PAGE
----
Ever-inventive nature continually produces one shape from another. Nothing in the entire universe ever perishes, believe me, but things vary, and adopt a new form. The phrase ‘being born’ is used for beginning to be something different from what one was before, while ‘dying’ means ceasing to be the same. Though this thing may pass into that, and that into this, yet the sum of things remains unchanged. Ovid, Metamorphoses XV

Having decided, at the age of seven, to become an actor whilst watching my first pantomime from the third row of the Bradford Alhambra’s balcony (a position that afforded me the best view of life and of Bradford I’d ever had, from the back-street credibility of Norman Evans’s Dame, to the twelve little local girls as ‘The Sunbeams’ and Kirby’s Flying Ballet in the transformation to Fairyland), I had only two transient changes of heart. One lasted but a few days, and I can date the volte-face from the fact that my head was level with the kitchen sink as I watched a plumber perform a kind of transformation scene in our stone-floored scullery, with real fire effects from the blow lamp, as he created a marvellous new bulbous, silvery join in the cold-water pipe (we had no hot one) about six inches below the brass tap.

Detail from my painting of the Bradford Alhambra, 2009.

The real-life role of plumber turned my young head, seemed an attractive way of fitting into the adult world, but I returned to my first love. However, I did once play a plumber on the stage; it was in a little two-handed sketch, written by a fellow student at the Northern Theatre School in Bradford’s Chapel Street. I was called in to rescue the heroine’s (and author’s) earring from the bathroom basin’s waste pipe (somewhere on the Continent) and there was a romantic twist. I seem to remember the main acting opportunity was my realization, whilst miming the business with the waste pipe – my realization that … well I can’t recall exactly, but it was some metamorphosis of my identity, sparked off by the heroine’s prattle.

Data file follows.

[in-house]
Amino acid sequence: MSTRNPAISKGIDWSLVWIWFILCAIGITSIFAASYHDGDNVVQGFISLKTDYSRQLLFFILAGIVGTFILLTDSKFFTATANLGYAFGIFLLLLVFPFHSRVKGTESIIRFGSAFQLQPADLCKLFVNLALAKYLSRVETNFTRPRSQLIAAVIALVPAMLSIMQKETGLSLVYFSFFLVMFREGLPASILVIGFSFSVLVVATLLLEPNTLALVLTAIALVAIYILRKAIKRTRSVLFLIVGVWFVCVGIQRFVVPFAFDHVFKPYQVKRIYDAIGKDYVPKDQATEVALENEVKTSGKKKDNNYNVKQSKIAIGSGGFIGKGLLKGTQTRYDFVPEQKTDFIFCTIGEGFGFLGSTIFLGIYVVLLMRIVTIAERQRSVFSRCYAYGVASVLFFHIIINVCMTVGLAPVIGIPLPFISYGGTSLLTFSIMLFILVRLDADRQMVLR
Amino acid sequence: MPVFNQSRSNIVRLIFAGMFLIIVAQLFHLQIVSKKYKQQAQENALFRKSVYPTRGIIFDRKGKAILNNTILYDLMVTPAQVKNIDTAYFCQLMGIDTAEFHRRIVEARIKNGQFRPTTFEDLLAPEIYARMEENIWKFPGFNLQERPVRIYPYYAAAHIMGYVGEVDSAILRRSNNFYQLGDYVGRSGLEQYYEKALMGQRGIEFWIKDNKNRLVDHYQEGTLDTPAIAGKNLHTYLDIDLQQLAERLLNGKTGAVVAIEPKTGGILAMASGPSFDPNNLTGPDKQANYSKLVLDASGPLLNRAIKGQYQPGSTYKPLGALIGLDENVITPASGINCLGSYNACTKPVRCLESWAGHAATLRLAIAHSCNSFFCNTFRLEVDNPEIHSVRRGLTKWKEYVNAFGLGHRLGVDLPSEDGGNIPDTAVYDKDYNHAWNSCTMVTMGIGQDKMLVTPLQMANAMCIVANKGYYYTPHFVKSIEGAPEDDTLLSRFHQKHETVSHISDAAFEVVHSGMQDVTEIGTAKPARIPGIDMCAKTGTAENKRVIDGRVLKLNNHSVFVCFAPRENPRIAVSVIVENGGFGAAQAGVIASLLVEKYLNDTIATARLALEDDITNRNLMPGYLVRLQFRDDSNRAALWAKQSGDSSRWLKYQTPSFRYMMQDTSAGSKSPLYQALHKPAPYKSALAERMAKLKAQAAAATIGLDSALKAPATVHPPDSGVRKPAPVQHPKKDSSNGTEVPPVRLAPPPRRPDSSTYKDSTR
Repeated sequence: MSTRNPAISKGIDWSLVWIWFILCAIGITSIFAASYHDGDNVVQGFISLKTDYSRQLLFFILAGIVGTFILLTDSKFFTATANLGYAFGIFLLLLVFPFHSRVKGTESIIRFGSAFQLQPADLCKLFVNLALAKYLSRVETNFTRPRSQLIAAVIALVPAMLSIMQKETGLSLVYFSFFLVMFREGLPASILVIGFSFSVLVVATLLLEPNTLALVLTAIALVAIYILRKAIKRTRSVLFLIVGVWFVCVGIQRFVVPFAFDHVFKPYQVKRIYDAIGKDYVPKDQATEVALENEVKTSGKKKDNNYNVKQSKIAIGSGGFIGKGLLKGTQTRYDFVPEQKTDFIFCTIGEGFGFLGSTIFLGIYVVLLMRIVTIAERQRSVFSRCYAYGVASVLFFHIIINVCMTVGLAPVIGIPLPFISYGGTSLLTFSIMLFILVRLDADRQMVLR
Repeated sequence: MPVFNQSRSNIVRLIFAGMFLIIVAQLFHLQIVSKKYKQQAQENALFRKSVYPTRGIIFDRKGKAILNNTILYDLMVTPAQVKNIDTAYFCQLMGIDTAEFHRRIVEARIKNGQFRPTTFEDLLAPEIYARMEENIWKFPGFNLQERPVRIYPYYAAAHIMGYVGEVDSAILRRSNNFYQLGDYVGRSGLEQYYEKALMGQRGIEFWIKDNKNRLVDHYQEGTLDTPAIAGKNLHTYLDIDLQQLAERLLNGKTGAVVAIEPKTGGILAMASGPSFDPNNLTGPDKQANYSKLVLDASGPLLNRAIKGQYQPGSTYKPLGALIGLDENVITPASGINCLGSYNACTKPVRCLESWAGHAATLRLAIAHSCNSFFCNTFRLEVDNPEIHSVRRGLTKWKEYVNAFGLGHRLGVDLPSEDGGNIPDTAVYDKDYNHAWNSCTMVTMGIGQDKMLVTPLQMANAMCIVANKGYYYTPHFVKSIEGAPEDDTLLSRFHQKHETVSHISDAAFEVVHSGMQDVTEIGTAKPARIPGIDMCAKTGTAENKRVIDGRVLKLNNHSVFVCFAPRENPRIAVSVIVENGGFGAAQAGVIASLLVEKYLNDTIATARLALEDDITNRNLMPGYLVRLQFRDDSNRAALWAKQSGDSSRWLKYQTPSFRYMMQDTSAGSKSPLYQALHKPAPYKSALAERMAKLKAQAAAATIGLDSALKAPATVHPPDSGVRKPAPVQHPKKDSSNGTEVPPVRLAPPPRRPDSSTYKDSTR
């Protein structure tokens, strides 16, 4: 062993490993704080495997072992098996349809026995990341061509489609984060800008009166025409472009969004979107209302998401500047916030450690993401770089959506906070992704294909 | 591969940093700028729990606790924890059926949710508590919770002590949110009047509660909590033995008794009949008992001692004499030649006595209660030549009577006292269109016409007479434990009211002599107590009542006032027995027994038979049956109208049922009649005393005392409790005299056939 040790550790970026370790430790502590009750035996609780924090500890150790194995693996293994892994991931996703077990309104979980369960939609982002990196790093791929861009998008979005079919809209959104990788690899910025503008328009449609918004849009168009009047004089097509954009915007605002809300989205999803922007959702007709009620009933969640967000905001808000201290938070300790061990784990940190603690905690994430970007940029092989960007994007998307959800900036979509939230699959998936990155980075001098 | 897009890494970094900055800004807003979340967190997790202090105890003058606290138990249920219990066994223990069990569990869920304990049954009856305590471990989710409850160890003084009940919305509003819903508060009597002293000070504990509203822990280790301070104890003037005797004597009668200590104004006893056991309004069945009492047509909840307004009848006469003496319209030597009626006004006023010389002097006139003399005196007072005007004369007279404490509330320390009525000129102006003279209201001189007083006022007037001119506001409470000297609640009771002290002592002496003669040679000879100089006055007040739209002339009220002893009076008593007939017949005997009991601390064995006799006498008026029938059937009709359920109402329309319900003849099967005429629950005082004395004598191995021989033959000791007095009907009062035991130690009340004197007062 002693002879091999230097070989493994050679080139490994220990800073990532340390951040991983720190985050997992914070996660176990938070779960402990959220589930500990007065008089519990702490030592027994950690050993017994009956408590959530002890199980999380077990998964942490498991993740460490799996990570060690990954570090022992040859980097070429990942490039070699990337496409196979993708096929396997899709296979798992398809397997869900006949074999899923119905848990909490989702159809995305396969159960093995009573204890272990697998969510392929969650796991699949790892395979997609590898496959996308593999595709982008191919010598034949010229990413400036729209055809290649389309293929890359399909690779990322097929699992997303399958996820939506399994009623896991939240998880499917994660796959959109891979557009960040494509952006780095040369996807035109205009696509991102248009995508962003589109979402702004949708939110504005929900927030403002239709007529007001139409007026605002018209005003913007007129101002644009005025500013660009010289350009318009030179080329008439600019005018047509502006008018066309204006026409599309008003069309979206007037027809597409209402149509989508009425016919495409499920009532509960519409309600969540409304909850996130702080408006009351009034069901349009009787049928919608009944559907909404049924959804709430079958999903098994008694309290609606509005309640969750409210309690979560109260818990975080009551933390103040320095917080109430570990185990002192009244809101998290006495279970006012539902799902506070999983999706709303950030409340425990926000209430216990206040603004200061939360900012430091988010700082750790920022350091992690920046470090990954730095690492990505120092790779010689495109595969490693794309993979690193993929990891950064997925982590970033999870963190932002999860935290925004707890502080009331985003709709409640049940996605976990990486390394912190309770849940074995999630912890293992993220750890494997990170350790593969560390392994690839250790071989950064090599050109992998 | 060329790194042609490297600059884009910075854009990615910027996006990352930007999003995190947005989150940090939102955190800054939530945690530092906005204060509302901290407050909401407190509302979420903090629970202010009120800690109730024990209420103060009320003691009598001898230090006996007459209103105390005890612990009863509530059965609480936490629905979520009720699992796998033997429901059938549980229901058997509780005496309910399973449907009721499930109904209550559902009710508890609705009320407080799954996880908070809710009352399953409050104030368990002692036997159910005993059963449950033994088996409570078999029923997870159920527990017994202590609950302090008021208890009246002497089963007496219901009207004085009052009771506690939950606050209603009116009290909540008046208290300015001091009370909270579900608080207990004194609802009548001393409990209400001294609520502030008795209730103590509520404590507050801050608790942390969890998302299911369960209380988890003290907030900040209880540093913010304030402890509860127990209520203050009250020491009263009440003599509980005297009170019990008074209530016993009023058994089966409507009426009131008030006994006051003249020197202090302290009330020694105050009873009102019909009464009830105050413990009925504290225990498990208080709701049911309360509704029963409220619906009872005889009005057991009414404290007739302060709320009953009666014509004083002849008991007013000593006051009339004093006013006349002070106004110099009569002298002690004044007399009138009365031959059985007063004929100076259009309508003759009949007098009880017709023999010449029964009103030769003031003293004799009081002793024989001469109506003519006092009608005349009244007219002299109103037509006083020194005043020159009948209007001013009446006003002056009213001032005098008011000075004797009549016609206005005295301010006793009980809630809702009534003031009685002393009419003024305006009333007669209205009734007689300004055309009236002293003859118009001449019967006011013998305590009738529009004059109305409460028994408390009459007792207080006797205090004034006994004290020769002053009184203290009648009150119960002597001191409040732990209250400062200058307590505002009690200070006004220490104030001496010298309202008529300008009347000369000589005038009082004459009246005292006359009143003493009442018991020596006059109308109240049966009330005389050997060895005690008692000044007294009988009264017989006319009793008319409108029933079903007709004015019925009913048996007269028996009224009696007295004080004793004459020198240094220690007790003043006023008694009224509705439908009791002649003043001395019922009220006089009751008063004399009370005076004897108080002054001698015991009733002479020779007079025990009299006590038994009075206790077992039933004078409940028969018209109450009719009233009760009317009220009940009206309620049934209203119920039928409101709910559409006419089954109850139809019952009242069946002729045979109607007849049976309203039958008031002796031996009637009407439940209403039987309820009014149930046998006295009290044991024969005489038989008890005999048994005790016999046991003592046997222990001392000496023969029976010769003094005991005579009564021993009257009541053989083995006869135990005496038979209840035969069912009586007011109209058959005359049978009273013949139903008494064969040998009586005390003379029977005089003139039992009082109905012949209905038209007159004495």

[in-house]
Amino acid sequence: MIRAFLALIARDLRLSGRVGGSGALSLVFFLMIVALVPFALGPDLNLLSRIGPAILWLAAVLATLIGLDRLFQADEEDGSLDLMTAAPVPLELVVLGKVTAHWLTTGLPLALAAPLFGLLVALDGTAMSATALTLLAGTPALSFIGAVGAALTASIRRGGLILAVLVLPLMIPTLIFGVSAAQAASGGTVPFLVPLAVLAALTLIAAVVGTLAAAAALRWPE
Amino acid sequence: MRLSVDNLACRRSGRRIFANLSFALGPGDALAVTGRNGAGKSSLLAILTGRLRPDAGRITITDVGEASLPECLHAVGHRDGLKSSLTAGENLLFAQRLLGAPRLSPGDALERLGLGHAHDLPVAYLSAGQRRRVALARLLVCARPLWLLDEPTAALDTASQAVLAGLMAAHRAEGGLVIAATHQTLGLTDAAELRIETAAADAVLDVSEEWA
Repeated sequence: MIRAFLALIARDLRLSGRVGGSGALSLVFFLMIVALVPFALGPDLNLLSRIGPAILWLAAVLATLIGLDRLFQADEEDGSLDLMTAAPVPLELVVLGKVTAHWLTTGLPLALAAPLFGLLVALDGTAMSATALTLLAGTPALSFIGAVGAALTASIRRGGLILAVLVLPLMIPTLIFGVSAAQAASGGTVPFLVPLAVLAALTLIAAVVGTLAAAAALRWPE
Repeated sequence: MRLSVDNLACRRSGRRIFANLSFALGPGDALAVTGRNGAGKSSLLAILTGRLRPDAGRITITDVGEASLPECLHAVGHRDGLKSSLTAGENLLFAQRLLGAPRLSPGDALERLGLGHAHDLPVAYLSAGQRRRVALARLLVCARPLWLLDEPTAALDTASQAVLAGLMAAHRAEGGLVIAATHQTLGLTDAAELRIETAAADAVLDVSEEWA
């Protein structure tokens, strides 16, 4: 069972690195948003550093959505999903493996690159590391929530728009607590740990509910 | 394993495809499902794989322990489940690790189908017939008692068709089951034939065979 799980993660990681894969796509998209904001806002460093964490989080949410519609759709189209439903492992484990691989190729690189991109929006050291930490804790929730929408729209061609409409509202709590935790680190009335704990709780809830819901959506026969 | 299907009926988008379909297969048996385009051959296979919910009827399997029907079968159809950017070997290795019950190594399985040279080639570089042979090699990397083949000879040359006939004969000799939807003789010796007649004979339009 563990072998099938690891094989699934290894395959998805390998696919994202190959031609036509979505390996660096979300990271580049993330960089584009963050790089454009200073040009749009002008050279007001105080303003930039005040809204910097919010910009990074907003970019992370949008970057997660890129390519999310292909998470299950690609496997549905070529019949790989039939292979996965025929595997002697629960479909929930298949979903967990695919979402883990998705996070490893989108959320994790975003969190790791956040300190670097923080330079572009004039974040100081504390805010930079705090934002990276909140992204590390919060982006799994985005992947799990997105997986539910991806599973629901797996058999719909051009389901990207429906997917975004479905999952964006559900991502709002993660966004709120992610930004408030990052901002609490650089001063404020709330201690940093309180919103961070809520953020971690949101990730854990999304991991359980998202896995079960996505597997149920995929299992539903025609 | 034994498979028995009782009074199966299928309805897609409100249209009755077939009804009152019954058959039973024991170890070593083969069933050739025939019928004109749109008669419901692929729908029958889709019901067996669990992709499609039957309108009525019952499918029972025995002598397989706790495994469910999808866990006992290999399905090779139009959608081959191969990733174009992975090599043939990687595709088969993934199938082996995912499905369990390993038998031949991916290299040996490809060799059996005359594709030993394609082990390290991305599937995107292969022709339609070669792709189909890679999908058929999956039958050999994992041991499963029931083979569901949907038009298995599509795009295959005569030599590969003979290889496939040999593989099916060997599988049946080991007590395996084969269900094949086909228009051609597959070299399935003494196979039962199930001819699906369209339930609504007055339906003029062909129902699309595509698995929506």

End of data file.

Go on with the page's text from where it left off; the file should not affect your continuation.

Whilst this scene was taking place in our acting studio, a reclaimed wool-sorting room at the top of a Bradford warehouse, David Hockney was across the town in a converted chapel, the Bradford College of Art. I never met him then, nor any of the art students, but my second change of heart had been a desire to become an art student myself.

My stage design for The Tempest
 Grange Grammar School, ca 1952.

Mr Green, my grammar-school art master, told me that my two O-levels in Art and English Language would be deemed insufficient, as I would naturally not expect to earn my living as an artist and would have to teach. But I soon abandoned the effort to cram for more qualifications, left school and took myself into town, one snowy Wednesday half-day off from my job in a shop, to audition for Miss Esmé Church at the Northern Theatre School. There my rendition of Richard II’s ‘What must the King do now?’ was convincing enough to require no academic credentials as back-up. (See Postscript below.)

It was not until doing two RSC seasons in Stratford in 1996-97, and living a bachelor life away from London and the family, that I decided, as I turned sixty, to develop what had been only the most spasmodic dabbling in ‘Art’. I did it, I think, by beginning to act the part of someone who could draw, perhaps no more audacious a strategy than pretending to be a king when I was sixteen in Bradford.